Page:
I will have to read the Plaidy, I'll be interested in your take on Loft. And yes, FP is one of my all time favorite books, let alone one of my all time fav HF reads. And no, I didn't chose my nickname because of it; its actually part of my real name :)

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Post by Misfit » Wed December 31st, 2008, 1:03 am

And yes, FP is one of my all time favorite books, let alone one of my all time fav HF reads. And no, I didn't chose my nickname because of it; its actually part of my real name
I just love MM Kaye and look forward to talking more come January 1 and our book of the month. This one is a strong tie with GWTW for all time favorite HF reads on my list.

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red805
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Post by red805 » Wed December 31st, 2008, 10:52 pm

I have seen so many books on all your Top 10 lists that I want to read that I thought I'd have a little fun & make a spreadsheet to see which books were mentioned most often. (As an accountant my idea of fun might be a bit different than some of yours :o ) Anyway, here are our most mentioned books -

Katherine, Anya Seton (12 lists)
The Greatest Knight, Elizabeth Chadwick (7)
the Outlander series, Diana Gabaldon (7)
Gone With the Wind, Margaret Mitchell (6)
Forever Amber, Kathleen Winsor (6)
The Other Boleyn Girl, Philippa Gregory (5)
Here Be Dragons, Sharon Kay Penman (5)
The Pillars of the Earth, Ken Follett (4)
The Far Pavillions, M.M. Kaye (4)
The Sunne In Splendour, Sharon Kay Penman (4)
Gates of Fire, Steven Pressfield (4)
Girl with a Pearl Earring, Tracy Chevalier (3)
The Lymond Chronicles, Dorothy Dunnett (3)
The Crimson Petel and the White, Michel Faber (3)
Nefertiti, Michelle Moran (3)
Devil's Brood, Sharon Kay Penman (3)

There were 27 books/series listed twice, & dozens listed once. If I spelled any names wrong, sorry. I did look up some, but mostly I just went with what you all wrote. If you listed more than 10 books, I just listed your first 10. My spreadsheet is current through today.

I've only read six of the 16 books/series listed above, so I see I've got my work cut out for me in 2009! Happy New Year everyone.
Last edited by red805 on Wed December 31st, 2008, 10:55 pm, edited 1 time in total.

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Post by Kasthu » Thu January 1st, 2009, 12:00 am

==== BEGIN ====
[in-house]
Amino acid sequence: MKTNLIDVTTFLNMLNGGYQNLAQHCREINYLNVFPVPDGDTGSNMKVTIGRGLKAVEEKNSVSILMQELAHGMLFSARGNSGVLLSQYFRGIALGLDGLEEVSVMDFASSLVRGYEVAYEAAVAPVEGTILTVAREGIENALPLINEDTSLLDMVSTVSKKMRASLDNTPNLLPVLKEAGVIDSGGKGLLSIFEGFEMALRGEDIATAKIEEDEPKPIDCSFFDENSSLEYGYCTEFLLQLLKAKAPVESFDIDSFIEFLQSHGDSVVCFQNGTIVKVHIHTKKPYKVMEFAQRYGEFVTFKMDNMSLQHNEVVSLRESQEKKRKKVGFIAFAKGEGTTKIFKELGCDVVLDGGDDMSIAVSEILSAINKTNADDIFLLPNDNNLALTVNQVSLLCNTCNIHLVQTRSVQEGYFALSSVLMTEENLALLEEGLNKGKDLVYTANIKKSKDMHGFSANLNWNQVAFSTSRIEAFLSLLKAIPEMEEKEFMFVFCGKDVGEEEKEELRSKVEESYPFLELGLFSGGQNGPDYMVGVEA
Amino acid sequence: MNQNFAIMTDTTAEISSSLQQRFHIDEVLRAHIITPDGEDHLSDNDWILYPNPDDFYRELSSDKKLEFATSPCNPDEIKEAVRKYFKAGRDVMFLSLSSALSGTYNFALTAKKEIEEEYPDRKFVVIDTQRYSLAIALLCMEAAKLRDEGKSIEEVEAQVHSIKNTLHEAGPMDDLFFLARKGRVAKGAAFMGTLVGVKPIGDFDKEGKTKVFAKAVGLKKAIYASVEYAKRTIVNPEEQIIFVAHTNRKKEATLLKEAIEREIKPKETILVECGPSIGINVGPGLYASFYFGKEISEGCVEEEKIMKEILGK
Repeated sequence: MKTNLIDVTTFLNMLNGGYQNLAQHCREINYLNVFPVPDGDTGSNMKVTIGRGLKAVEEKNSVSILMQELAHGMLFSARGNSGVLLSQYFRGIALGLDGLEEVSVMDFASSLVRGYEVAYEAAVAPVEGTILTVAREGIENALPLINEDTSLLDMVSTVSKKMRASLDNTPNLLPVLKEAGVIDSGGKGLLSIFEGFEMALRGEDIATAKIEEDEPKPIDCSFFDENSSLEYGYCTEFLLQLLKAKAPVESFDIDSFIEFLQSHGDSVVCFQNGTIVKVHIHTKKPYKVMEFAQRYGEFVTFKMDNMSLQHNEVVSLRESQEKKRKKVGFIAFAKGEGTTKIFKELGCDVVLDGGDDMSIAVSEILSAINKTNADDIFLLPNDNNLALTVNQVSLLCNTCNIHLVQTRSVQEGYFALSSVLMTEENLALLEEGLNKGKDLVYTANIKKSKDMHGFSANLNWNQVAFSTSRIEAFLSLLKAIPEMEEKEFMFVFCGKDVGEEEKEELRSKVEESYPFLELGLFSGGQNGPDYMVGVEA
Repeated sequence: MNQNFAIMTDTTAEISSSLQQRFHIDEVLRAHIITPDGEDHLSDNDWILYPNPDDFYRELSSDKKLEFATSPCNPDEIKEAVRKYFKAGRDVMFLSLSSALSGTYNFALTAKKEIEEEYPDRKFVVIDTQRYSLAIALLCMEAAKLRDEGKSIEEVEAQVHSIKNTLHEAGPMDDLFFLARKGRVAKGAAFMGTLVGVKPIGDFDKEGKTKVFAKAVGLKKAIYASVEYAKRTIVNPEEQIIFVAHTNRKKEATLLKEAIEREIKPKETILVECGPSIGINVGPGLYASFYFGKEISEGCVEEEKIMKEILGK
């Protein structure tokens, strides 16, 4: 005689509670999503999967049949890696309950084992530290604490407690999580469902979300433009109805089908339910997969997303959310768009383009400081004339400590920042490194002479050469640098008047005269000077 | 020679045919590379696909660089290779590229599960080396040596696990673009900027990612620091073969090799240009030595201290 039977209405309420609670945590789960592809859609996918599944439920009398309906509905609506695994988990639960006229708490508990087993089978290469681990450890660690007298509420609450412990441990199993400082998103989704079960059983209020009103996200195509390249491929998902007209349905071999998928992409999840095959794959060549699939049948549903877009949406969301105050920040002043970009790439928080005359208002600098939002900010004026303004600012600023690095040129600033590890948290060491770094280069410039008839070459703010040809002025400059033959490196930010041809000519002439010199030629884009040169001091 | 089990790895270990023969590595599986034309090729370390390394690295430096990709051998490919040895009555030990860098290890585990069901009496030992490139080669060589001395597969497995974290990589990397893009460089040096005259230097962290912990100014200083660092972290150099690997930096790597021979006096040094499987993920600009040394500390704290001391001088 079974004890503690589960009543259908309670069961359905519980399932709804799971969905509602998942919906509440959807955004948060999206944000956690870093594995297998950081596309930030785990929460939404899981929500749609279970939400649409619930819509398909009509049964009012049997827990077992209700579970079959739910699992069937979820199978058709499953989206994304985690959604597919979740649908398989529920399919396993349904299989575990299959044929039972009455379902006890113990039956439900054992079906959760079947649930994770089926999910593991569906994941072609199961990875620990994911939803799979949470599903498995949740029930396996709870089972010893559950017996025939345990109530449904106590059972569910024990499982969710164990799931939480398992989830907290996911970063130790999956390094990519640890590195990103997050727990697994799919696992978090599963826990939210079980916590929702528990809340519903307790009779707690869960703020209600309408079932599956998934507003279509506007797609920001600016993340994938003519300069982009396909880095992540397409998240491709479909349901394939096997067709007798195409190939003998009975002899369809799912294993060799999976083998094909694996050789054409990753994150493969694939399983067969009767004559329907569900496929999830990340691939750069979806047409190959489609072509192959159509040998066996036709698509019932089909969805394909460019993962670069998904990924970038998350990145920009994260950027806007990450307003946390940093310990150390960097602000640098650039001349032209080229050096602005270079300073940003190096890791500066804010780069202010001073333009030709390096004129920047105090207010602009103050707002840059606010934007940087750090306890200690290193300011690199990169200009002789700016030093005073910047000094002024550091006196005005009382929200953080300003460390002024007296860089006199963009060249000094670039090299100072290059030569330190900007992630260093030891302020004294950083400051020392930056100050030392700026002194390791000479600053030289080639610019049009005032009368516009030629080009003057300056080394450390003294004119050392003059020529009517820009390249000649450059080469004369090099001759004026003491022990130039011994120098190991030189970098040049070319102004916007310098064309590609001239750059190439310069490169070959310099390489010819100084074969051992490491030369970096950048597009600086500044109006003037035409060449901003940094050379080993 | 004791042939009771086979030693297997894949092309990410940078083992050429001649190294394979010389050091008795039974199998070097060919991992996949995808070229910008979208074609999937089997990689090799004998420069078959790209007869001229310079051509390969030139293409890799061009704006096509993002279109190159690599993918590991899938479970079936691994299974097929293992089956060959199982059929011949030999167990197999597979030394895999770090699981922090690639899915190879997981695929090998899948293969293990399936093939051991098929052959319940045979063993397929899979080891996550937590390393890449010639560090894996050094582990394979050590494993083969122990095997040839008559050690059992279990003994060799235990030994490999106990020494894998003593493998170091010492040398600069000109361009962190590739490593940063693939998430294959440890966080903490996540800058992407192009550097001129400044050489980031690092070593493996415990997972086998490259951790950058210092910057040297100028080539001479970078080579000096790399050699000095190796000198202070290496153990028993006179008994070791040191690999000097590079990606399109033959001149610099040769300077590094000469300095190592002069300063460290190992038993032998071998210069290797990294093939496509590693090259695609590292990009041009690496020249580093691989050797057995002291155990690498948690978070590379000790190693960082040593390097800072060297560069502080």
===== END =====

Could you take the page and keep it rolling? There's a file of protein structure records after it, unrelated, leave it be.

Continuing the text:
[quote=""red805""]I have seen so many books on all your Top 10 lists that I want to read that I thought I'd have a little fun & make a spreadsheet to see which books were mentioned most often. (As an accountant my idea of fun might be a bit different than some of yours :o ) Anyway, here are our most mentioned books -

Katherine, Anya Seton (12 lists)
The Greatest Knight, Elizabeth Chadwick (7)
the Outlander series, Diana Gabaldon (7)
Gone With the Wind, Margaret Mitchell (6)
Forever Amber, Kathleen Winsor (6)
The Other Boleyn Girl, Philippa Gregory (5)
Here Be Dragons, Sharon Kay Penman (5)
The Pillars of the Earth, Ken Follett (4)
The Far Pavillions, M.M. Kaye (4)
The Sunne In Splendour, Sharon Kay Penman (4)
Gates of Fire, Steven Pressfield (4)
Girl with a Pearl Earring, Tracy Chevalier (3)
The Lymond Chronicles, Dorothy Dunnett (3)
The Crimson Petel and the White, Michel Faber (3)
Nefertiti, Michelle Moran (3)
Devil's Brood, Sharon Kay Penman (3)

There were 27 books/series listed twice, & dozens listed once. If I spelled any names wrong, sorry. I did look up some, but mostly I just went with what you all wrote. If you listed more than 10 books, I just listed your first 10. My spreadsheet is current through today.

I've only read six of the 16 books/series listed above, so I see I've got my work cut out for me in 2009! Happy New Year everyone.[/quote]

Great list! The only ones I haven't read are Gates of Fire and the Lymond Chronicles.

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Post by Misfit » Thu January 1st, 2009, 12:15 am

(As an accountant my idea of fun might be a bit different than some of yours)
:D :D :D :D I know what that's like. We still can't get the controller to tell us what the name of the class is in college where they taught a*** retentiveness. Of course, he's better than the last one, that one got quite buggy because he wanted us to hand write out purchase orders (with prices!!) just for the Costco run for office supplies. OK.....

Kasthu, give the Lymond books a whirl before you completely give up on Dunnett. I loved them to bits, but have no interest in the Nicollo books (at least not yet). She does take getting used to, I think I fared better than some as she's so similar to Dumas and I've read quite a few of his books.
Last edited by Misfit on Thu January 1st, 2009, 12:18 am, edited 1 time in total.